He also said he didn’t feel accepted by his community.
“Any time I was approached by anybody in authority, it was always with the idea that I was a piece of crap, that I didn’t fit in,” Brown said.
Now, as an adult who’s spent most of his life in prison, Brown said he realizes it was his choice to accept that he didn’t belong. His home life, and the attitudes of others, caused him to seek belonging in the wrong places.
“I was willing to do whatever it took to be accepted and approved of,” he said.
According to articles from the time in The San Bernardino County Sun, Brown and his brother were convicted of first-degree murder and other charges for their roles in kidnapping a gas station attendant, binding his hands, and driving him to a field in Riverside County, where he was shot in the side of the head at point blank range with a shotgun.
Brown said he wasn’t the one to pull the trigger, but he didn’t speak up to stop the killing, either. He said he now feels more responsible in some ways than the actual shooter.
“I was the one in my most rational mind, I could have stopped it, but I chose not to,” Brown said.
Now, Brown believes that standing up to injustice against others is a central tenet of his life, no matter the consequences.
“I know what not standing up for myself did: It cost at least one life,” he said.
Accepting responsibility for his part in the killing did not come easily. Brown spent the first seven years of his time in prison in a state of denial.
“It was, ‘I didn’t do nothing, I didn’t kill that guy; Why am I in prison? I was just there,’” Brown remembers thinking.
Despite not consciously accepting his role in the crime, Brown still experienced emotional pain in prison, which he attempted to numb through alcohol and drug use. When Brown found that drugs and alcohol wouldn’t allow him to escape the pain he felt, he began to reevaluate his life. He enrolled in 12-step programs, in which the final steps are to serve others, which he said inspired him to join the Supportive Care Services program.
“At that point, I was still afraid of being with someone that was dying, but who is more scared—me or the person in bed dying?” Brown said. “It goes to the idea of service, service to everyone, or just the people I’m comfortable with?”
What stuck with Brown about the hospice training wasn’t just learning how to help others, but learning about himself.
“When you go into a room with someone close to death, they become hypersensitive, both emotionally and spiritually,” Brown said. “Training taught me to be aware of who I am so I can be with another person.”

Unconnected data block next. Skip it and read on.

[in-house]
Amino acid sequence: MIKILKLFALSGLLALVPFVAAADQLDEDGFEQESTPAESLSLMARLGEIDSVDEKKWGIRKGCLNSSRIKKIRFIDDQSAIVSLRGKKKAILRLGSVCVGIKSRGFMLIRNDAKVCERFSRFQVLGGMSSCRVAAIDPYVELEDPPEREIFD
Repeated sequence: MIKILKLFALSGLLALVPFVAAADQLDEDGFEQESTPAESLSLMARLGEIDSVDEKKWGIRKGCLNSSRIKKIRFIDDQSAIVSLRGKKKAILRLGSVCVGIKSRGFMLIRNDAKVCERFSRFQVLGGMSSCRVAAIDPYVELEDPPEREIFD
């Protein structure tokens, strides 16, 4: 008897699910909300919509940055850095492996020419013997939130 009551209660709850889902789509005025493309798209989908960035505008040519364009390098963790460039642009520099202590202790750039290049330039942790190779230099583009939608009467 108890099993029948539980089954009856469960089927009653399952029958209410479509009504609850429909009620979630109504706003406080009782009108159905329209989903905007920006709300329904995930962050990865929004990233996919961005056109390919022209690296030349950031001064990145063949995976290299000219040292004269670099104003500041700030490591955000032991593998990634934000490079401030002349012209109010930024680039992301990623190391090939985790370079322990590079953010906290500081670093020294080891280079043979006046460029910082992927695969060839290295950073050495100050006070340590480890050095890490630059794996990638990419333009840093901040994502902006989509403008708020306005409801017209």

The time spent bedside and the conversations that occurred there stood in marked contrast to the rest of prison life.
“The talk on the yard gets old; it’s all crap,” he said. “When you’re sitting next to a man dying, all the bullshit goes out the window. One thing I learned, the question they want answered is: Did my life make a difference? Was I loved? Did I love well? Did it matter? The idea of a legacy: How will I be remembered?”
Supportive Care Services is currently undergoing a transition at CMC. In 2013, Adoff retired; at the time, she was the only employee at CMC who was specifically assigned to run the hospice program. CMC then lost funding for Adoff’s position in its annual budget, which is set by the California Department of Corrections and Rehabilitation in Sacramento. CMC appealed the decision, and funding for the position has been reinstated. However, CMC continues to search for someone to take over the job, according to Public Information Officer Monica Ayer.
For now, social workers at CMC have agreed to supervise the hospice care program, Ayer said. Teams are still being assigned to care for the sick, but enrichment programs for the hospice volunteers have declined, according to Ross Eulenfeld, a current CMC inmate. There are now 33 men providing care through the program.
“Needs are still being met,” Eulenfeld said.
Brown is now out of prison, having been on parole for 19 months. He works as a handyman in SLO County. Though he can no longer work in hospice due to his record, Brown continues to hold service to others as a central part of his life.
“I have a view of life that it’s just about me being of service to other people.” Brown said. “That’s where I get my energy.”
Now that Brown is outside of the strictly regimented life of prison, he’s had to adjust to things most people take for granted.
“One of the first things I realized after a week was, man I gotta go buy toilet paper!” Brown said. “All those things, I had to start learning and relearning how to do.”
In addition to his work as a handyman, Brown also helps clean up at a yoga studio in San Luis Obispo in exchange for free sessions. Brown taught yoga while in prison, and now he favors the bikram style, where participants practice in a heated room. Brown said he might soon receive training to become a bikram instructor.
Today, Brown describes his problems as “quality problems.” While inside prison, he wondered if he would ever get to experience these quality problems again. And he wants to give back to his community, whether it’s for people who are on their deathbeds or far from it.
“Why do I have to wait until someone is dying to care about them?” he asked.
Contact Kyle McCarty through Managing Editor Ashley Schwellenbach at email@example.com.